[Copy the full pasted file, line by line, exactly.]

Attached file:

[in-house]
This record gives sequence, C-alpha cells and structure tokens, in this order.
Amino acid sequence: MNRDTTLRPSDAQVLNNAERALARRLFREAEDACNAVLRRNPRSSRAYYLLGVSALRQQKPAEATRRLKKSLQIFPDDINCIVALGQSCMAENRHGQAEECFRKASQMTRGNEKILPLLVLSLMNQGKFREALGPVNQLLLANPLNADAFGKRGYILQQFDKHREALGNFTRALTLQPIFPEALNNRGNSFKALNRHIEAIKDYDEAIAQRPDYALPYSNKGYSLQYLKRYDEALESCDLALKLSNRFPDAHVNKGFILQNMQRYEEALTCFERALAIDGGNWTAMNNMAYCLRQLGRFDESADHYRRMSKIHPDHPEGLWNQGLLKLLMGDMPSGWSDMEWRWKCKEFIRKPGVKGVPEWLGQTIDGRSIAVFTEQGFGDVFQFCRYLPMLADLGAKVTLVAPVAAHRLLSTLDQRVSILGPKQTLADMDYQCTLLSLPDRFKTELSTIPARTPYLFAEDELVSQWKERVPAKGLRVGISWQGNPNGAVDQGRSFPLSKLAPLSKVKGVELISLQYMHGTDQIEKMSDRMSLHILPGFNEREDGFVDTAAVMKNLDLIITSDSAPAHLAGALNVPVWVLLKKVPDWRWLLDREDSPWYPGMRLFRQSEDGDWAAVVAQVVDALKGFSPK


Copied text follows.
[in-house]
This record gives sequence, C-alpha cells and structure tokens, in this order.
Amino acid sequence: MNRDTTLRPSDAQVLNNAERALARRLFREAEDACNAVLRRNPRSSRAYYLLGVSALRQQKPAEATRRLKKSLQIFPDDINCIVALGQSCMAENRHGQAEECFRKASQMTRGNEKILPLLVLSLMNQGKFREALGPVNQLLLANPLNADAFGKRGYILQQFDKHREALGNFTRALTLQPIFPEALNNRGNSFKALNRHIEAIKDYDEAIAQRPDYALPYSNKGYSLQYLKRYDEALESCDLALKLSNRFPDAHVNKGFILQNMQRYEEALTCFERALAIDGGNWTAMNNMAYCLRQLGRFDESADHYRRMSKIHPDHPEGLWNQGLLKLLMGDMPSGWSDMEWRWKCKEFIRKPGVKGVPEWLGQTIDGRSIAVFTEQGFGDVFQFCRYLPMLADLGAKVTLVAPVAAHRLLSTLDQRVSILGPKQTLADMDYQCTLLSLPDRFKTELSTIPARTPYLFAEDELVSQWKERVPAKGLRVGISWQGNPNGAVDQGRSFPLSKLAPLSKVKGVELISLQYMHGTDQIEKMSDRMSLHILPGFNEREDGFVDTAAVMKNLDLIITSDSAPAHLAGALNVPVWVLLKKVPDWRWLLDREDSPWYPGMRLFRQSEDGDWAAVVAQVVDALKGFSPK